On “Graceland,” his 1986 Grammy Award-winning album, Paul Simon sang a secular lullaby that could’ve been addressed to the oppressed black multitudes of apartheid South Africa and their moral leader, Nelson Mandela.
“These are the days of lasers in the jungle,” Simon intoned on the album’s lead-off track, “The Boy in the Bubble.” “These are the days of miracle and wonder / And don’t cry baby, don’t cry.”
Although the ambiguous lyrics seem to refer to a broader human condition, they also evoke the aspirations that were roiling South Africa in the mid-1980s and that Mandela embodied, both within his country and to the outside world.
At that time, Mandela still was languishing in a Cape Town jail cell. But the passions he excited and the hopes that he raised had been reverberating across popular music for years, and would continue after he finally walked out of prison a free man in February 1990.
Some of those musical tributes were literal and unequivocal, expressed in a slew of powerful protest songs and homages by artists ranging from Johnny Clegg and Savuka (“Asimbonanga”) and Youssou N’Dour (“Mandela”) to Peter Gabriel (“Biko”) and Stevie Wonder (“It’s Wrong”). Others, like “Graceland,” were more implicit and metaphorical, expressed more through stylistic mergings than through fiery political messages.
The global musical reaction to Mandela’s cause, in fact, helped build bridges across cultural divides that endure today. One of the best-known songs, Artists United Against Apartheid’s “I Ain’t Gonna Play Sun City,” for the first time brought together on record superstars of rock and R&B with the kings of a rising young genre called hip-hop.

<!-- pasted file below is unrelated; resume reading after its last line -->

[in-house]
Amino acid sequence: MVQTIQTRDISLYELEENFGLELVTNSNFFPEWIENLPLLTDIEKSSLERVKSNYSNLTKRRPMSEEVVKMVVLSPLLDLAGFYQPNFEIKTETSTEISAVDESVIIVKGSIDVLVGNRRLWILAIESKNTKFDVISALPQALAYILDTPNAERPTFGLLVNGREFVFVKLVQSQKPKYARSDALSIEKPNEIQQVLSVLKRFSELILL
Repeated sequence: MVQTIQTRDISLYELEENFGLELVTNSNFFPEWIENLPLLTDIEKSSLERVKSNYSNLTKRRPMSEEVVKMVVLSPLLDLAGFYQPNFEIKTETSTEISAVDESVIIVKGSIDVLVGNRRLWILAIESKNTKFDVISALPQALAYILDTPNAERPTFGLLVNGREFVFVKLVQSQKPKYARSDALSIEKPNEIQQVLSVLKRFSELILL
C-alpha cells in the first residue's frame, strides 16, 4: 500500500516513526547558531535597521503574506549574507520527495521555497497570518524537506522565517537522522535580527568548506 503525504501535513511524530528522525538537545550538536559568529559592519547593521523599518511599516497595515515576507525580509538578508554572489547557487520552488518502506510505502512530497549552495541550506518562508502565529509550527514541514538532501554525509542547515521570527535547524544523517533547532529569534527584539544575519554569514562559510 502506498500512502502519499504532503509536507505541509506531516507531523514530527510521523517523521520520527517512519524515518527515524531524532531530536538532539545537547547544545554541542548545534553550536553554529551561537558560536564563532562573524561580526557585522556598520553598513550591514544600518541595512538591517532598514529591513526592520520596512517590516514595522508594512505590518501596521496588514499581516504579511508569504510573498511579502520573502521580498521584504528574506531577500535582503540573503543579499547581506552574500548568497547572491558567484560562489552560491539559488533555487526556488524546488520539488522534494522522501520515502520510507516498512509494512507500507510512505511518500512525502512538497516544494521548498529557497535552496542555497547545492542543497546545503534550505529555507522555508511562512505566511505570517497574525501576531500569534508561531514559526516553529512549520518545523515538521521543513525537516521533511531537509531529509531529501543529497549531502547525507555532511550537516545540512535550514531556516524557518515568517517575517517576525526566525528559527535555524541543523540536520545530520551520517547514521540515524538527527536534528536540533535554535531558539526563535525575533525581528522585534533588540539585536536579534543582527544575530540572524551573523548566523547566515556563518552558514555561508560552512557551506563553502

In 1985, guitarist Steven Van Zandt of Bruce Springsteen’s E Street Band helped spearhead a musical boycott of South Africa’s big-ticket resort town, Sun City, which until then had paid handsomely for superstar concerts. Van Zandt banded together a lineup to record the song “I Ain’t Gonna Play Sun City” that nearly 30 years later remains not only impressive in its scope but marks a symbolic first.
At the time, hip-hop, which was ascending through hits from Run DMC and Kurtis Blow, was seen as a lesser art form by many baby boomer rock fans. But “Sun City” featured lines by not only Bruce Springsteen but also Grandmaster Flash, Bob Dylan and Afrika Bambaata, helping to legitimize rap to a new audience.
The video, which delivered shocking images of South African police violence and of Mandela, helped ignite college campus demonstrations across America, the goal of which was to urge universities to divest their holdings in companies doing business with the apartheid regime.
Bono, another of the record’s contributors, in a Time essay published online Thursday, expressed his debt as a politically minded artist to Mandela. “As an activist I have pretty much been doing what Nelson Mandela tells me since I was a teenager,” the singer wrote.
“Graceland” proposed a different kind of harbinger for South Africa’s future. By fusing African pop and traditional styles with American gospel, blues and rock, Simon’s album wove an elegant testimonial to the ideal of cross-cultural harmony.
Initially, Simon was criticized by fellow artists Billy Bragg, Paul Weller and others for recording much of the album in South Africa. But other musicians, including the South African Hugh Masekela, commended him for bringing greater exposure to South African music by incorporating African musical influences and including artists such as the vocal group Ladysmith Black Mambazo.
"The Father of our nation, Nelson Mandela, has finished his journey," Ladysmith Black Mambazo said in a statement. "And although he has physically left us now, his journey continues within us all."
“Mandela was one of the great leaders and teachers of the twentieth century,” Simon said Thursday.
A teacher whose lessons yielded some wondrous, even miraculous, musical offspring.
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